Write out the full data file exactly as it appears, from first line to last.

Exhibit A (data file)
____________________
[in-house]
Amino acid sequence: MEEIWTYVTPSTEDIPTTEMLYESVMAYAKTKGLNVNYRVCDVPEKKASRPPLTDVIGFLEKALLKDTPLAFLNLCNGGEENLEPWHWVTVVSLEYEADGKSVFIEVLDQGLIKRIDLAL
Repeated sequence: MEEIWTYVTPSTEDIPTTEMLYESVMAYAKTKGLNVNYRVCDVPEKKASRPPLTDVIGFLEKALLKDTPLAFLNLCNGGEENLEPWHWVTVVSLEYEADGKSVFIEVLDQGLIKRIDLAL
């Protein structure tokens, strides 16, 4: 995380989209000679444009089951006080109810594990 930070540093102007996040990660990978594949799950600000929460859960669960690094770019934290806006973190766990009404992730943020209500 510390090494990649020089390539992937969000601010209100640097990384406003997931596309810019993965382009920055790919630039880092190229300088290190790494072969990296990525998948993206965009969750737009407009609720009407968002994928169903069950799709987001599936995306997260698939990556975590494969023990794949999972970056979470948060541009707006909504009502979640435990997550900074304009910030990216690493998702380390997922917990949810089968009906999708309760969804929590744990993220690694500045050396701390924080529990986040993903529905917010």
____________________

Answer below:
[in-house]
Amino acid sequence: MEEIWTYVTPSTEDIPTTEMLYESVMAYAKTKGLNVNYRVCDVPEKKASRPPLTDVIGFLEKALLKDTPLAFLNLCNGGEENLEPWHWVTVVSLEYEADGKSVFIEVLDQGLIKRIDLAL
Repeated sequence: MEEIWTYVTPSTEDIPTTEMLYESVMAYAKTKGLNVNYRVCDVPEKKASRPPLTDVIGFLEKALLKDTPLAFLNLCNGGEENLEPWHWVTVVSLEYEADGKSVFIEVLDQGLIKRIDLAL
């Protein structure tokens, strides 16, 4: 995380989209000679444009089951006080109810594990 930070540093102007996040990660990978594949799950600000929460859960669960690094770019934290806006973190766990009404992730943020209500 510390090494990649020089390539992937969000601010209100640097990384406003997931596309810019993965382009920055790919630039880092190229300088290190790494072969990296990525998948993206965009969750737009407009609720009407968002994928169903069950799709987001599936995306997260698939990556975590494969023990794949999972970056979470948060541009707006909504009502979640435990997550900074304009910030990216690493998702380390997922917990949810089968009906999708309760969804929590744990993220690694500045050396701390924080529990986040993903529905917010």